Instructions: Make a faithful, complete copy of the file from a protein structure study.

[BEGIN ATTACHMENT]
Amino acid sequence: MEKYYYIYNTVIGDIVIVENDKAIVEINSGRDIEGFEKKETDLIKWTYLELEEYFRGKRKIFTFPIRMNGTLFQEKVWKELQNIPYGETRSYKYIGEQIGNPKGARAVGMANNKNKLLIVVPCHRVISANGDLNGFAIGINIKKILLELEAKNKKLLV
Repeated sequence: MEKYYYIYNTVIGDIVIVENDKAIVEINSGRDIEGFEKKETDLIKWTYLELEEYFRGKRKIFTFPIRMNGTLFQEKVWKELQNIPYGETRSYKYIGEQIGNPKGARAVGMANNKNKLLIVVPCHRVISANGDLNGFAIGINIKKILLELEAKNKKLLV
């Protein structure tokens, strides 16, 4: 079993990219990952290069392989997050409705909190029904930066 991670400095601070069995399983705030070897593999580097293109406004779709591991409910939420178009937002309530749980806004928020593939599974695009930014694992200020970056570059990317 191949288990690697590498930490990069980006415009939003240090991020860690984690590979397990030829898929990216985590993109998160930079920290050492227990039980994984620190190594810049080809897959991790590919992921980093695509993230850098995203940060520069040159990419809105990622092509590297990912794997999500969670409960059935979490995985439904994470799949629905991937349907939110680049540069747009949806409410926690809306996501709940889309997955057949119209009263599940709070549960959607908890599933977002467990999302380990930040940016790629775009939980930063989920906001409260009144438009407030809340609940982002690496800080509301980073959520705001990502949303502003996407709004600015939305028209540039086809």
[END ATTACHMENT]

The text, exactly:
Amino acid sequence: MEKYYYIYNTVIGDIVIVENDKAIVEINSGRDIEGFEKKETDLIKWTYLELEEYFRGKRKIFTFPIRMNGTLFQEKVWKELQNIPYGETRSYKYIGEQIGNPKGARAVGMANNKNKLLIVVPCHRVISANGDLNGFAIGINIKKILLELEAKNKKLLV
Repeated sequence: MEKYYYIYNTVIGDIVIVENDKAIVEINSGRDIEGFEKKETDLIKWTYLELEEYFRGKRKIFTFPIRMNGTLFQEKVWKELQNIPYGETRSYKYIGEQIGNPKGARAVGMANNKNKLLIVVPCHRVISANGDLNGFAIGINIKKILLELEAKNKKLLV
């Protein structure tokens, strides 16, 4: 079993990219990952290069392989997050409705909190029904930066 991670400095601070069995399983705030070897593999580097293109406004779709591991409910939420178009937002309530749980806004928020593939599974695009930014694992200020970056570059990317 191949288990690697590498930490990069980006415009939003240090991020860690984690590979397990030829898929990216985590993109998160930079920290050492227990039980994984620190190594810049080809897959991790590919992921980093695509993230850098995203940060520069040159990419809105990622092509590297990912794997999500969670409960059935979490995985439904994470799949629905991937349907939110680049540069747009949806409410926690809306996501709940889309997955057949119209009263599940709070549960959607908890599933977002467990999302380990930040940016790629775009939980930063989920906001409260009144438009407030809340609940982002690496800080509301980073959520705001990502949303502003996407709004600015939305028209540039086809």